14-17 May 2018
New Orleans
US/Central timezone

How does pore size distributions affect the accumulation and release rates of a PAH in porous media of sediments and soils?

14 May 2018, 16:00
1h 30m
New Orleans

New Orleans

Poster GS 3: Experimental achievements Poster 1


Gonzalo Jayme-Torres (UNAM)


In areas contaminated by the petroleum industry, persistent compounds such as polyaromatic hydrocarbons (PAH) are often accumulated in the porous matrixes of sediments and soils (S&S), implicating risks to ecosystems and human health since these contaminants are released over time to interstitial and surrounding water. Pore size distributions (PSD) and PAH binding strengths to sorption sites on S&S are characteristics that affect such accumulation and release. Sorption, desorption and diffusion are among the critical processes that control the availability of PAH, and it is therefore crucial to evaluate these processes in order to understand and predict transport and fate of these contaminants in S&S, and for selecting effective remediation procedures.
Four S&S samples were obtained from previously contaminated sites, air-dried, and sieved (mesh 200), and organic matter (OM) was reduced in subsamples by hydrogen peroxide treatment, resulting in eight different porous media. Surface areas and PSD were determined (Autosorb IQ2MP, Florida), and OM were estimated by calcination (ASTM, 1993). Benzo(a)pyrene (BaP) was selected as study PAH and adsorption experiments were carried out in the dark with S&S suspended in NaCl (I=0.047 M) solutions, by adding five different concentrations of BaP with 7-14C-BaP as radioactive tracer, between 2.59 and 12.6x10-4 mmolBaP/gS&S, according to TG 106 Guideline (OECD, 2000). Reactors were fed with CO2-free air to keep suspensions oxygenated and allow carrying 14CO2 and stable CO2, produced by mineralization of BaP and OM, respectively, to alkaline traps, where CO2 production was measured by changes in electrical conductivity. Supernatant aliquots in the reactors and alkaline traps were obtained and 14C was measured in a liquid scintillation counter (Beckman Counter LS6500). At the end of the BaP adsorption experiments (14 d), 6.5 cm2 polyoxymethylene (POM) was added as a passive sampler, desorbing BaP from S&S. POM-accumulated BaP was extracted with acetone and sonication (EPA, 2007). 14C was quantified in the extracts as described above.
In the case of samples with complete organic matter, sorption at 14 days varies between 91.5 and 95.8%, while in the samples with reduced organic matter a variation between 78.7 and 89.9% was observed. Desorption velocities were much slower than adsorption rates, finding values between 2.0 and 6.0 % in 14 days and between 2.2 and 11.1% in 43 days. Using these values it is estimated that the time required to desorb BaP varies between 644 and 8,290 days. This difference between rates of adsorption and desorption should be considered when planning remediation actions for contaminated sites.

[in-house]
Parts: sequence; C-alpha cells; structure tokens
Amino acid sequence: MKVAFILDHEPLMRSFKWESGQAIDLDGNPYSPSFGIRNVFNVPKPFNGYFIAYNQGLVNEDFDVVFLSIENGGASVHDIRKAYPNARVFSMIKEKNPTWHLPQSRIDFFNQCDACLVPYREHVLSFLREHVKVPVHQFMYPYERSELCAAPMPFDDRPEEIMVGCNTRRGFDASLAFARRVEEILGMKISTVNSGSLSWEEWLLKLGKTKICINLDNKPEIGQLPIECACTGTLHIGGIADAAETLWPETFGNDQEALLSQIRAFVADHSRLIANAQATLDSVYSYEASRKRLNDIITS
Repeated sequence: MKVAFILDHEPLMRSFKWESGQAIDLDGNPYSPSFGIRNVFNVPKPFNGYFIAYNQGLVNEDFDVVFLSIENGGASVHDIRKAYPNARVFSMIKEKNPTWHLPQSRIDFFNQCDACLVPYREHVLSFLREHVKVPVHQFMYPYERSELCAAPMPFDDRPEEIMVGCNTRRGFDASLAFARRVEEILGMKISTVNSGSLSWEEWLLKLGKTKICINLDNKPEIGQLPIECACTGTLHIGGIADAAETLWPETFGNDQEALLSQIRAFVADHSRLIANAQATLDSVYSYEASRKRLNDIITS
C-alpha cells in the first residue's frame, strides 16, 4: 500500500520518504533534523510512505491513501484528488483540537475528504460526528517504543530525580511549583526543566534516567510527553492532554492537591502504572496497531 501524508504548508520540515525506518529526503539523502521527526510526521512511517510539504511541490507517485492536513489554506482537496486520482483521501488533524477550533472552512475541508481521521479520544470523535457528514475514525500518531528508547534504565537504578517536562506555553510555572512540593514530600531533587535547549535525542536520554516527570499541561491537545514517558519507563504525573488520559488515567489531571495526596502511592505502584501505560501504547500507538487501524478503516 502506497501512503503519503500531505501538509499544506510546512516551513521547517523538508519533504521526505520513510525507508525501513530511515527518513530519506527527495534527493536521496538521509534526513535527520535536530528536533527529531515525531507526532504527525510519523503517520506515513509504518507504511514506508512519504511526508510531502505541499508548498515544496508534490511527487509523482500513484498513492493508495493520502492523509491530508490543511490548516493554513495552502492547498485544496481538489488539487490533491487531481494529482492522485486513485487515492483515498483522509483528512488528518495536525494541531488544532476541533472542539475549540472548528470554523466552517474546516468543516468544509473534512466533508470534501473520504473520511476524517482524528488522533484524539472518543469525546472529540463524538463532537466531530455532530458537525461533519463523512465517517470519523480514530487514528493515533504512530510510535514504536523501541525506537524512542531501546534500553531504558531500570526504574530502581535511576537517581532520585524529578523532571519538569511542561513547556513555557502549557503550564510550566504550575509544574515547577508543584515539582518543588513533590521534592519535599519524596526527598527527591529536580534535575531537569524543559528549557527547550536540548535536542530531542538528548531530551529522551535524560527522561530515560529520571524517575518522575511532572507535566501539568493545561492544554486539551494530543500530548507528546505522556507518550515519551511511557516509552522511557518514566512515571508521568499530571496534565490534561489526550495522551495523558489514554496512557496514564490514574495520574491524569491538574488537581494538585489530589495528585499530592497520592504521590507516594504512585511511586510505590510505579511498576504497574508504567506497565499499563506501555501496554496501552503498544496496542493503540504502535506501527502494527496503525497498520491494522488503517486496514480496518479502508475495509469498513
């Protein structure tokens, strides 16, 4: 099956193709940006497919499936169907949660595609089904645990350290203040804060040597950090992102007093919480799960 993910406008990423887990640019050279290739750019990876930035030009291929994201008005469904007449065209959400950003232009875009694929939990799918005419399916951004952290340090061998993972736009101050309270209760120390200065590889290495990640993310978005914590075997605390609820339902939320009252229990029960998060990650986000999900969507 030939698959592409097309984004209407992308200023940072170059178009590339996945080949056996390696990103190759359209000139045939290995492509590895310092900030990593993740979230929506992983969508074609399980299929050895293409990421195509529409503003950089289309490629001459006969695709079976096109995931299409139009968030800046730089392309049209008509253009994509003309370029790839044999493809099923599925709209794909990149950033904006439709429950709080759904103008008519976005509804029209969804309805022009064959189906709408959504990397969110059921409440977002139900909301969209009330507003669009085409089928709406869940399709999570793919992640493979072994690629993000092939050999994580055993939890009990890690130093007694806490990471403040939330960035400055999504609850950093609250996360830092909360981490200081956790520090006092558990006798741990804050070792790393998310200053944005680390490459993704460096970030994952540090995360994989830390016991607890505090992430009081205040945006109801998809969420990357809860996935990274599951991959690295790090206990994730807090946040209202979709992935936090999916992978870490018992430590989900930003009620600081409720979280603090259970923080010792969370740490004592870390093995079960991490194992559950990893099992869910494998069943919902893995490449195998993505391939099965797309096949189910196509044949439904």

Two different time dependencies were observed in adsorption and desorption kinetics: a fast step considered to be due to diffusion of the BaP to the external surface, macro and mesopores, and a slow step, considered as diffusion of BaP into the micropores capillaries. Sorption equilibrium constant (KL), sorption sites and kinetic constants were experimentally obtained and a two-step conceptual model that describes the effect of the dynamics in porous media on the reactive transport of BaP in S&S with different PSD was developed.


ASTM (American Society for Testing and Materials) (1993). D2974-00 Standard Test Methods for Moisture, Ash, and Organic Matter of Peat and Other Organic Soils.
EPA (Environment Protection Agency) (2007) Method 3550 C Ultrasonic extraction. Available: https://www.epa.gov/sites/production/files/2015-12/documents/3550c.pdf (Dec. 01, 2017)
OECD (Organisation for Economic Cooperation and Development) (2000). OECD Guideline for the testing of chemicals. Adsorption – Desorption using a batch equilibrium method.

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